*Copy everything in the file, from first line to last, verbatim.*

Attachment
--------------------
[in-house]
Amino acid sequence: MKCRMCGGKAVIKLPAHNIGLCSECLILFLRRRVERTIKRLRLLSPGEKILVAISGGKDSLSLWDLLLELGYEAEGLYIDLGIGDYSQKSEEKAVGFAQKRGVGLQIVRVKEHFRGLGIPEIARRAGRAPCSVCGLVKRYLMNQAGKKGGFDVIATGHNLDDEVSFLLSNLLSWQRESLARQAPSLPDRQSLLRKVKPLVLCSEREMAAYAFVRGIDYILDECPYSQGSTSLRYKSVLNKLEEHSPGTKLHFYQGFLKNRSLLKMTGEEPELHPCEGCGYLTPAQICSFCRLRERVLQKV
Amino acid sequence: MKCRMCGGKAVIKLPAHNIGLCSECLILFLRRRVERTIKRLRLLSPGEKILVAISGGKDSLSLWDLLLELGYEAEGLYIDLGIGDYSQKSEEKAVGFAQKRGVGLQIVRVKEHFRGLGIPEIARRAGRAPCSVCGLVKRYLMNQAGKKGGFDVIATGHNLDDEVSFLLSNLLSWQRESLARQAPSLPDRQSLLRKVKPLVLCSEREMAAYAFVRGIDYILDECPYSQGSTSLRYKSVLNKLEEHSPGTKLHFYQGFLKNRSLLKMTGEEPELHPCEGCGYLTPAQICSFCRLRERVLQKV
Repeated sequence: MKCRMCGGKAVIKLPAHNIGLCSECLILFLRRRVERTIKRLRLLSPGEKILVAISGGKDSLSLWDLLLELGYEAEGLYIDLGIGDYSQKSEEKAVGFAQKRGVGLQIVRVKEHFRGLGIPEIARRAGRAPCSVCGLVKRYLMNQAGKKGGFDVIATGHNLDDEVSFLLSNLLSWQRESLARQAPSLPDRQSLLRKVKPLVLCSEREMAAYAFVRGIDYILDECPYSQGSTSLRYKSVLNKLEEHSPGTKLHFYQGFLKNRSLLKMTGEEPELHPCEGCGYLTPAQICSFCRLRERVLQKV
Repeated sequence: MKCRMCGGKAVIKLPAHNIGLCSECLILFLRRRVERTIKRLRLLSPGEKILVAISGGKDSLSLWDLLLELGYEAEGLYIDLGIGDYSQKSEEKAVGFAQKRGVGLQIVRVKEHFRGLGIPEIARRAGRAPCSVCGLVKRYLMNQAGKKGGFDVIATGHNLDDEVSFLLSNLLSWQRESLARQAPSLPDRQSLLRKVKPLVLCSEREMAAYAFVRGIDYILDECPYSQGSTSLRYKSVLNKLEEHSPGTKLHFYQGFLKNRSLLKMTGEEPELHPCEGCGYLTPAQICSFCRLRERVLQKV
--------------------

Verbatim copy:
[in-house]
Amino acid sequence: MKCRMCGGKAVIKLPAHNIGLCSECLILFLRRRVERTIKRLRLLSPGEKILVAISGGKDSLSLWDLLLELGYEAEGLYIDLGIGDYSQKSEEKAVGFAQKRGVGLQIVRVKEHFRGLGIPEIARRAGRAPCSVCGLVKRYLMNQAGKKGGFDVIATGHNLDDEVSFLLSNLLSWQRESLARQAPSLPDRQSLLRKVKPLVLCSEREMAAYAFVRGIDYILDECPYSQGSTSLRYKSVLNKLEEHSPGTKLHFYQGFLKNRSLLKMTGEEPELHPCEGCGYLTPAQICSFCRLRERVLQKV
Amino acid sequence: MKCRMCGGKAVIKLPAHNIGLCSECLILFLRRRVERTIKRLRLLSPGEKILVAISGGKDSLSLWDLLLELGYEAEGLYIDLGIGDYSQKSEEKAVGFAQKRGVGLQIVRVKEHFRGLGIPEIARRAGRAPCSVCGLVKRYLMNQAGKKGGFDVIATGHNLDDEVSFLLSNLLSWQRESLARQAPSLPDRQSLLRKVKPLVLCSEREMAAYAFVRGIDYILDECPYSQGSTSLRYKSVLNKLEEHSPGTKLHFYQGFLKNRSLLKMTGEEPELHPCEGCGYLTPAQICSFCRLRERVLQKV
Repeated sequence: MKCRMCGGKAVIKLPAHNIGLCSECLILFLRRRVERTIKRLRLLSPGEKILVAISGGKDSLSLWDLLLELGYEAEGLYIDLGIGDYSQKSEEKAVGFAQKRGVGLQIVRVKEHFRGLGIPEIARRAGRAPCSVCGLVKRYLMNQAGKKGGFDVIATGHNLDDEVSFLLSNLLSWQRESLARQAPSLPDRQSLLRKVKPLVLCSEREMAAYAFVRGIDYILDECPYSQGSTSLRYKSVLNKLEEHSPGTKLHFYQGFLKNRSLLKMTGEEPELHPCEGCGYLTPAQICSFCRLRERVLQKV
Repeated sequence: MKCRMCGGKAVIKLPAHNIGLCSECLILFLRRRVERTIKRLRLLSPGEKILVAISGGKDSLSLWDLLLELGYEAEGLYIDLGIGDYSQKSEEKAVGFAQKRGVGLQIVRVKEHFRGLGIPEIARRAGRAPCSVCGLVKRYLMNQAGKKGGFDVIATGHNLDDEVSFLLSNLLSWQRESLARQAPSLPDRQSLLRKVKPLVLCSEREMAAYAFVRGIDYILDECPYSQGSTSLRYKSVLNKLEEHSPGTKLHFYQGFLKNRSLLKMTGEEPELHPCEGCGYLTPAQICSFCRLRERVLQKV